Rhodes Must Fall: The movement after the statue
Itâ€™s been more than a month since Rhodes Must Fall burst into action at the University of Cape Town (UCT). With the statue gone, the movement is now planning the way forward with the monumental task of decolonising the university. RAâ€™EESA PATHER rounds up everything you need to know about what the movement stands for and how it plans to continue its mission.
1. Decolonising the university
Although members of the movement still call themselves Rhodes Must Fall, the name refers to the fall of systematic oppression born from colonialism, rather than simply to the fall of the statue. For the movement, transformation is as a catchphrase thatâ€™s been around 20 years and yielded little meaningful change. Instead, the movement is calling for universities to be â€œdecolonisedâ€. This means creating a campus environment that is welcoming to black students. The response from some UCT students to the Rhodes Must Fall movement has revealed the day-to-day racism that slips under the campus radar â€“ white students calling black students in the movement â€œmonkeysâ€ and â€œk****rsâ€ or â€œsavagesâ€ who â€œdestroy everything they touchâ€ on social media; black staff and students frequently reduced to tears by the racism they encounter from their peers.
â€œWhen we say â€˜Rhodes Must Fallâ€™ we mean that patriarchy must fall, that white supremacy must fall, that all systematic oppression based on any power relations of difference must be destroyed at all costs,â€ Kealeboga Ramaru, a student in the movement, said just before the statue fell.
The movement plans to address decolonisation through a three-pronged approach: the university must hire more black academics, it must stop outsourcing workers, and it must develop an Afrocentric curriculum.
2. Moving beyond UCT, to other campuses
The students of RMF are not here for a programme to relocate statues â€“ theyâ€™re in it for the long haul. Their aim is to fight against racism at the institution and create a space where they no longer feel marginalised.
â€œThis is not about the statue, itâ€™s about us. Itâ€™s us finding a voice and finding a community within UCT that represents us in the manner that we want,â€ Masixole Mlandu, a student in the movement, told The Daily Vox.
Rhodes Must Fall has sparked discussion about transformation at Rhodes University, UKZN and Wits University and plans to engage with its counterparts on other campuses to find ways to move forward with the process of decolonising academic institutions.
3. Staying student-centric and apolitical
Rhodes Must Fall is a movement for students, led by students. While black academics on campus, particularly from Transform UCT, a body of black academics committed to transformation at the university, have voiced their support for the students, the elders are understood to be there to provide advice support, not to help lead the movement.
The movement is also not tied to any political party; instead it draws on black consciousness, Pan-Africanism, queer politics, and black feminism for its politics. The movementâ€™s student body is diverse, and it attempts to reconcile its diversity through the development of intersectional politics that are inclusive of all its members.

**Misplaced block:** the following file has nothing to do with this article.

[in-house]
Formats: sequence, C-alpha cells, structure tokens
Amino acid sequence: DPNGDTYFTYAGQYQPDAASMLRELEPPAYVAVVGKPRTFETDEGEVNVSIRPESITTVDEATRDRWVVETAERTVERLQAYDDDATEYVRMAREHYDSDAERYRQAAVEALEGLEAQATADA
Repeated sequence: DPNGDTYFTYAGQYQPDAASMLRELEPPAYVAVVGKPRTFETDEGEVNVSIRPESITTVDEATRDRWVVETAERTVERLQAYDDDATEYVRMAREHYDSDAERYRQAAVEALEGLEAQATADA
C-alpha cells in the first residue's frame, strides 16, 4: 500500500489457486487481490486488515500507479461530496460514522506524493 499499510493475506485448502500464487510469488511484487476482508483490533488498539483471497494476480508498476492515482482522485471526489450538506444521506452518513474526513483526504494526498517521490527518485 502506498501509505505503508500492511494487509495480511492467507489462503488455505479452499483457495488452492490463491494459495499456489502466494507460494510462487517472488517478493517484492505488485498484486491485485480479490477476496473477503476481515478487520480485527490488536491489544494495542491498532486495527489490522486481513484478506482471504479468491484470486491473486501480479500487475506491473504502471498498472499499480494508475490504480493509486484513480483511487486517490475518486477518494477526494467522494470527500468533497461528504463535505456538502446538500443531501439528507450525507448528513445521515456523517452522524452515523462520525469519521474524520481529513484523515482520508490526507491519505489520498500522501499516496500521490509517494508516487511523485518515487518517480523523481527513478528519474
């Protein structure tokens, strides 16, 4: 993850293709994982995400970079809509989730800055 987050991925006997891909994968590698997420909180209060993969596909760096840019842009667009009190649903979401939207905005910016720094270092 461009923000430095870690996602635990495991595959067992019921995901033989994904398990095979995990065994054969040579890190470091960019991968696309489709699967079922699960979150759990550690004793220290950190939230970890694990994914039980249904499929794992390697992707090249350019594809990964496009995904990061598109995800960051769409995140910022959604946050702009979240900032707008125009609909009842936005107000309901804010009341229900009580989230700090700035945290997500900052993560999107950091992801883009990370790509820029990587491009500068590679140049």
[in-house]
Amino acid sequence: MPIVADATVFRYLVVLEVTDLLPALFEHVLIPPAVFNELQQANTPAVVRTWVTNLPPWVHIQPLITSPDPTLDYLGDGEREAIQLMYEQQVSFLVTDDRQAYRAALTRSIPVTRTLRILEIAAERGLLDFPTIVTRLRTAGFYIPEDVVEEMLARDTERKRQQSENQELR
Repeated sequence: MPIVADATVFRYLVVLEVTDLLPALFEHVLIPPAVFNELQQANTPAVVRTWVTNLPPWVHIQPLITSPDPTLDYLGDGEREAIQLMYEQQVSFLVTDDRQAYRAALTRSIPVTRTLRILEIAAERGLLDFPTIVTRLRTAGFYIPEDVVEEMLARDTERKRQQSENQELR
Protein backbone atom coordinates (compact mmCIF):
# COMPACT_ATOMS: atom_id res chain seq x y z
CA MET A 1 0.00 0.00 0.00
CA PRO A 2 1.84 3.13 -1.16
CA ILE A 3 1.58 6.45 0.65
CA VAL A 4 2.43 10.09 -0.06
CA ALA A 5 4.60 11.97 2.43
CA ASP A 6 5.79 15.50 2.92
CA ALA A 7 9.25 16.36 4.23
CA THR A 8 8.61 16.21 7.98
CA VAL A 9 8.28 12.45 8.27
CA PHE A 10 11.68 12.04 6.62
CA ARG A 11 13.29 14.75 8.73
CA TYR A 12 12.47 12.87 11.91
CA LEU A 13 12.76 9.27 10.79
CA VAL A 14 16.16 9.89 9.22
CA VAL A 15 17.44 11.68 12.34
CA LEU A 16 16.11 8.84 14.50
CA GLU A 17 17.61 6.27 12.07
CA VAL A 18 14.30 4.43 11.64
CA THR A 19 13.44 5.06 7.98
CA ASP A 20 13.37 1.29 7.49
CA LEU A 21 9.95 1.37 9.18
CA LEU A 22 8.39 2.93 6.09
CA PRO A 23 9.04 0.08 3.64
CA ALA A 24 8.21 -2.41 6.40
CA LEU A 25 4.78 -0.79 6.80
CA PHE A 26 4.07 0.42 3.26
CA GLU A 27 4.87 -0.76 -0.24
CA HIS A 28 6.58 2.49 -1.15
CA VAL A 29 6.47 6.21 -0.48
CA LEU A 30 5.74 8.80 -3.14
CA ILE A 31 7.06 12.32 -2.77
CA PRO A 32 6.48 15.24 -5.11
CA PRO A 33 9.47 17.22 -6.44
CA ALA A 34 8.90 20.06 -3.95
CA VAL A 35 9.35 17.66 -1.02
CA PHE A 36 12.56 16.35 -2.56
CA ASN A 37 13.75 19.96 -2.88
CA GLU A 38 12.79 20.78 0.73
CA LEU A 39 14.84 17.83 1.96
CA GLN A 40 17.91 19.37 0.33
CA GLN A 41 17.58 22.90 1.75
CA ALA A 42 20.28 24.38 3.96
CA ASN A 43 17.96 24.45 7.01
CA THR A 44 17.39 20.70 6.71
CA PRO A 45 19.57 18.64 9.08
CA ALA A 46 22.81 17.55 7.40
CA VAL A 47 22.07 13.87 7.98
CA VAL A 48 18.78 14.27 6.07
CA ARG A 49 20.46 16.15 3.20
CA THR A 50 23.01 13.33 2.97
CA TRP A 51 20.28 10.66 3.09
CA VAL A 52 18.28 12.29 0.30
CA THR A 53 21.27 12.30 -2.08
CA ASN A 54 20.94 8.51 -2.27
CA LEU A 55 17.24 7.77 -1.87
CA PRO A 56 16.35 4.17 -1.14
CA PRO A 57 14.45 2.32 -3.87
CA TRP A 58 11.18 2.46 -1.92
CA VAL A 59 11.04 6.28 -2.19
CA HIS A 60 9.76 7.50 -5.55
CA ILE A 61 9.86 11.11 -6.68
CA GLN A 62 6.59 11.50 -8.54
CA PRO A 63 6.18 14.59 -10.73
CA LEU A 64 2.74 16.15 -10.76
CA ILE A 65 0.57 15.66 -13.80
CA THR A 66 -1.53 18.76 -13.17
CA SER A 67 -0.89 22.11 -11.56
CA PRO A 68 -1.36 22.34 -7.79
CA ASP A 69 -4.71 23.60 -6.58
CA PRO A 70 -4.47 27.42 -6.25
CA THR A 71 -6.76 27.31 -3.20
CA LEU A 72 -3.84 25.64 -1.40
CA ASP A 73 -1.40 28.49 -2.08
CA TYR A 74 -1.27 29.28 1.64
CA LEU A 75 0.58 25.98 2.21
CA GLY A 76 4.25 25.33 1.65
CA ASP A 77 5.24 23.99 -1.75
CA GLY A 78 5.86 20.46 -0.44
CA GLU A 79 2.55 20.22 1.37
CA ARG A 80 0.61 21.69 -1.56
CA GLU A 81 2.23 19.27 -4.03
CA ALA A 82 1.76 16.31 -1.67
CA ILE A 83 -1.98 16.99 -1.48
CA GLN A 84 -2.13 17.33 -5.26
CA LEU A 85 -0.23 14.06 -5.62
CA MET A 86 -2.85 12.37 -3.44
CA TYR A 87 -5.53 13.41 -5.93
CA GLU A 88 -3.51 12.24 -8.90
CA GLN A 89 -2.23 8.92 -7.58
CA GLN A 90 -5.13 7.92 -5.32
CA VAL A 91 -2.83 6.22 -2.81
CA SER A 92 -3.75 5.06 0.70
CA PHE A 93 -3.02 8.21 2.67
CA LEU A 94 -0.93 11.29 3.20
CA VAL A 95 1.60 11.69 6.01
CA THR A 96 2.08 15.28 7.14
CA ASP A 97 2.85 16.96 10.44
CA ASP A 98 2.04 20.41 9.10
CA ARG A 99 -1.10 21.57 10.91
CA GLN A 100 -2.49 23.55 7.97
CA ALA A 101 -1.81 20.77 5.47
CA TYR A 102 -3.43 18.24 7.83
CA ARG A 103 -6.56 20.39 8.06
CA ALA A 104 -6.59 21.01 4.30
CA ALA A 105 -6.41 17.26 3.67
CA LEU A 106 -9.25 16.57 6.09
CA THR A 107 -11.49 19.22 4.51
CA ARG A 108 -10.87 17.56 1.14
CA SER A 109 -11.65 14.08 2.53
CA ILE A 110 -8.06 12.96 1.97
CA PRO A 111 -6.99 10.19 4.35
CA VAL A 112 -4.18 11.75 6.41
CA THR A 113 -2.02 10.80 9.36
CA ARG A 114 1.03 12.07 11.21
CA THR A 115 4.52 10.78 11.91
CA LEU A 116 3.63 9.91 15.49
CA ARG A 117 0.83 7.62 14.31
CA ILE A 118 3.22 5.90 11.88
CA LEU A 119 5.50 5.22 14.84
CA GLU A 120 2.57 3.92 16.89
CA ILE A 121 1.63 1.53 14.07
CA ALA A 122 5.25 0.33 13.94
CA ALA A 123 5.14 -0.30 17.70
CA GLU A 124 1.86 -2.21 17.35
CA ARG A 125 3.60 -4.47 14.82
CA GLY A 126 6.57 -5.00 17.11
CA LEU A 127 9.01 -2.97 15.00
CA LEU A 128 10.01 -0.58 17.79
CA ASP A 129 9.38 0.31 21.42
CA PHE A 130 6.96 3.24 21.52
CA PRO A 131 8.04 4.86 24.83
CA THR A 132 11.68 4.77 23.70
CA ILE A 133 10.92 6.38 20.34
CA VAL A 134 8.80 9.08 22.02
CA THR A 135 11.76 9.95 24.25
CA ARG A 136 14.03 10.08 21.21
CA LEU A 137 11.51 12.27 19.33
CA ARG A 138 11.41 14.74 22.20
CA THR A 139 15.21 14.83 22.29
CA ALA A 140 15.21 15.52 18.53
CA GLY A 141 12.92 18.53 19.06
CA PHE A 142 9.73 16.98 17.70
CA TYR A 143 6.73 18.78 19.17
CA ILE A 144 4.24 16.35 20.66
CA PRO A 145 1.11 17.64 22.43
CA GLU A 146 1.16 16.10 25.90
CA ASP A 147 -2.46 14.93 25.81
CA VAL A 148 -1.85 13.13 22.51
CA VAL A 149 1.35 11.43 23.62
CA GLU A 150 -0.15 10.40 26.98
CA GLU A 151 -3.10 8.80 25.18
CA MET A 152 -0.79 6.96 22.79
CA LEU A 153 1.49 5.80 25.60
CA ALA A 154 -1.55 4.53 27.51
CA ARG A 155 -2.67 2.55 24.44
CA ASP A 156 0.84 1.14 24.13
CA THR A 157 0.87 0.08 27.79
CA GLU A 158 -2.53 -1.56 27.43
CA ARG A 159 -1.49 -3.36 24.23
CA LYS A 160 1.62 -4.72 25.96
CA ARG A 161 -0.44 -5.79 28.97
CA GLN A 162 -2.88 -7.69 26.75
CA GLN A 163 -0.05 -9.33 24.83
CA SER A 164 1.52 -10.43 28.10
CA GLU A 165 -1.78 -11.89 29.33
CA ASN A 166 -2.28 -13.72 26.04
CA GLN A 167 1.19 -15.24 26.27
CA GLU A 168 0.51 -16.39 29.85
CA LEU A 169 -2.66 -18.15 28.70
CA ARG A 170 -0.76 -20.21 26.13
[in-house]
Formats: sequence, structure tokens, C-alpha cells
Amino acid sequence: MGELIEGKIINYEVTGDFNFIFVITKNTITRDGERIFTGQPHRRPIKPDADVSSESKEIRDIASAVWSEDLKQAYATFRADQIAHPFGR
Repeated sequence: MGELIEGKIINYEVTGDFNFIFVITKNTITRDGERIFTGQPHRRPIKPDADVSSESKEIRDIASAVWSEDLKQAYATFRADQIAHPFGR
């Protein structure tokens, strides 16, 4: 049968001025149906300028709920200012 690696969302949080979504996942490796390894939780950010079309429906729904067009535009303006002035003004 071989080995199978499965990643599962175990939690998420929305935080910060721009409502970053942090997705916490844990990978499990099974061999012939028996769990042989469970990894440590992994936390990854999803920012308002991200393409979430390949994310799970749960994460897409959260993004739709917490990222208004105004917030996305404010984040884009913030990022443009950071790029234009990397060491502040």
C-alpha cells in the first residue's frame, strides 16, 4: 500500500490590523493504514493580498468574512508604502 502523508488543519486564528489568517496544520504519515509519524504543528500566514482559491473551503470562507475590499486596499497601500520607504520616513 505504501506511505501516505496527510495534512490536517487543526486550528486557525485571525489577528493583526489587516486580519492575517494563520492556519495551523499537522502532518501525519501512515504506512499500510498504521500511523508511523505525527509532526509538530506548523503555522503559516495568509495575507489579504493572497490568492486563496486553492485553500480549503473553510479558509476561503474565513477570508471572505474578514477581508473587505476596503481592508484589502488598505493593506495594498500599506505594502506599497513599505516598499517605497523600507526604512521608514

It is also adamant that the decolonisation of the university will be led by black students. This stance is based on the writing of Steve Biko, who argued that black students must lead their own struggles. Nevertheless, the movement has positioned itself a place for people of all colour, including white students.
4. Confronting management
Just before the statue fell, Rhodes Must Fall said that its enemy was the universityâ€™s management. The students believe management has ignored cries for transformation and the pain endured by black staff and students as a result of racism at the institution.
Managementâ€™s move to evict the movement from Bremner Building after the statue fell and to take disciplinary action against students perceived to have exceeded the â€œlegitimate boundaries of protest actionâ€ meanwhile has created further tension between management from the movement.
â€œWe must at no point forget that management are our colonial administrators, and their removal of the statue is merely an attempt to placate us and be perceived as sympathetic,â€ Kealeboga Ramaru, said on the day the statue fell. â€œOur freedom cannot be given to us â€“ we must take it.â€
UCT vice chancellor Max Price has rejected this position, saying that viewing management as the enemy is divisive rather than constructive.
5. Being transgressive
From its very inception the movement has pushed peopleâ€™s buttons, starting with its defence of Chumani Maxwele}s poo protest, to excluding white students from certain fora and chanting â€œOne settler, one bullet!â€ at its protest events. But the movementâ€™s more transgressive actions appear to be largely performative and designed to get people}s attention.
Although Rhodes Must Fall is apolitical, many students in the movement belong to student groups at the university. Pan-Africanism is one of its influences and the â€œOne settler, one bulletâ€ chant, historically linked to the apartheid-era PAC call inciting violence against white people, comes from members of the Pan Africanist Student Movement of Azania, the student chapter of the PAC at UCT.
The chant has been a cause for concern leading Price to say he is considering filing a complaint with the South African Human Rights Commission. But members of the movement have defended the use of the slogan, saying that black people identify with it as a rallying call to protest and tackle colonialism at the university through protest action, rather than incite violence.